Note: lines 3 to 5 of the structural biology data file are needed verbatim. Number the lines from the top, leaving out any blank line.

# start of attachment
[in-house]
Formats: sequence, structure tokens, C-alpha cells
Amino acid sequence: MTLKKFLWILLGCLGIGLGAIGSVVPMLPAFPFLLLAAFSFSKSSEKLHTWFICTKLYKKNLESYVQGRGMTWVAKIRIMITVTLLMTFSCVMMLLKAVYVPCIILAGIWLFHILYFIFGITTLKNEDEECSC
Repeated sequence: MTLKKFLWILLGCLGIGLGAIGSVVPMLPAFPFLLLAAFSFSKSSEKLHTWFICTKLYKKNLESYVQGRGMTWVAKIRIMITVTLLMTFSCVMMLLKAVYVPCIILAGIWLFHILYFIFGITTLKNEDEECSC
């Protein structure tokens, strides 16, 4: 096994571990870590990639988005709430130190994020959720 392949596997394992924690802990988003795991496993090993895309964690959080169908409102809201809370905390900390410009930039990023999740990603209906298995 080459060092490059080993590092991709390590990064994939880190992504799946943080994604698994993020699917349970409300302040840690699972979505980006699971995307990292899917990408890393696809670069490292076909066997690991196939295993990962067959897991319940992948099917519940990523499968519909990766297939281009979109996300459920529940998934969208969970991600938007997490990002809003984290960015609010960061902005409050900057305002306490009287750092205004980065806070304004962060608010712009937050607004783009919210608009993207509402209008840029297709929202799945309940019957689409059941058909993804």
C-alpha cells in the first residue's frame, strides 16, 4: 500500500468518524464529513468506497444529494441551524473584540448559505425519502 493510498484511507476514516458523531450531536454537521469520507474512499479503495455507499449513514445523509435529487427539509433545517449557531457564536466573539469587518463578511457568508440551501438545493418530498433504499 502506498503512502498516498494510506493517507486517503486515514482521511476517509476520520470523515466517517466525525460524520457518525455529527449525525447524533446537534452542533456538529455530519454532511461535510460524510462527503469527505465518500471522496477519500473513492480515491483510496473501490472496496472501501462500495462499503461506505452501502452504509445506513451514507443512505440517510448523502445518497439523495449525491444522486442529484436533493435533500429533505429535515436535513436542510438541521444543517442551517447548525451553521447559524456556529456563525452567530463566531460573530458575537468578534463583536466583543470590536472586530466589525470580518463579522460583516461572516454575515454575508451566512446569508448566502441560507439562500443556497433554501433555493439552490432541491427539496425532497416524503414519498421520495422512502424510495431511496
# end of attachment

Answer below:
Amino acid sequence: MTLKKFLWILLGCLGIGLGAIGSVVPMLPAFPFLLLAAFSFSKSSEKLHTWFICTKLYKKNLESYVQGRGMTWVAKIRIMITVTLLMTFSCVMMLLKAVYVPCIILAGIWLFHILYFIFGITTLKNEDEECSC
Repeated sequence: MTLKKFLWILLGCLGIGLGAIGSVVPMLPAFPFLLLAAFSFSKSSEKLHTWFICTKLYKKNLESYVQGRGMTWVAKIRIMITVTLLMTFSCVMMLLKAVYVPCIILAGIWLFHILYFIFGITTLKNEDEECSC
């Protein structure tokens, strides 16, 4: 096994571990870590990639988005709430130190994020959720 392949596997394992924690802990988003795991496993090993895309964690959080169908409102809201809370905390900390410009930039990023999740990603209906298995 080459060092490059080993590092991709390590990064994939880190992504799946943080994604698994993020699917349970409300302040840690699972979505980006699971995307990292899917990408890393696809670069490292076909066997690991196939295993990962067959897991319940992948099917519940990523499968519909990766297939281009979109996300459920529940998934969208969970991600938007997490990002809003984290960015609010960061902005409050900057305002306490009287750092205004980065806070304004962060608010712009937050607004783009919210608009993207509402209008840029297709929202799945309940019957689409059941058909993804």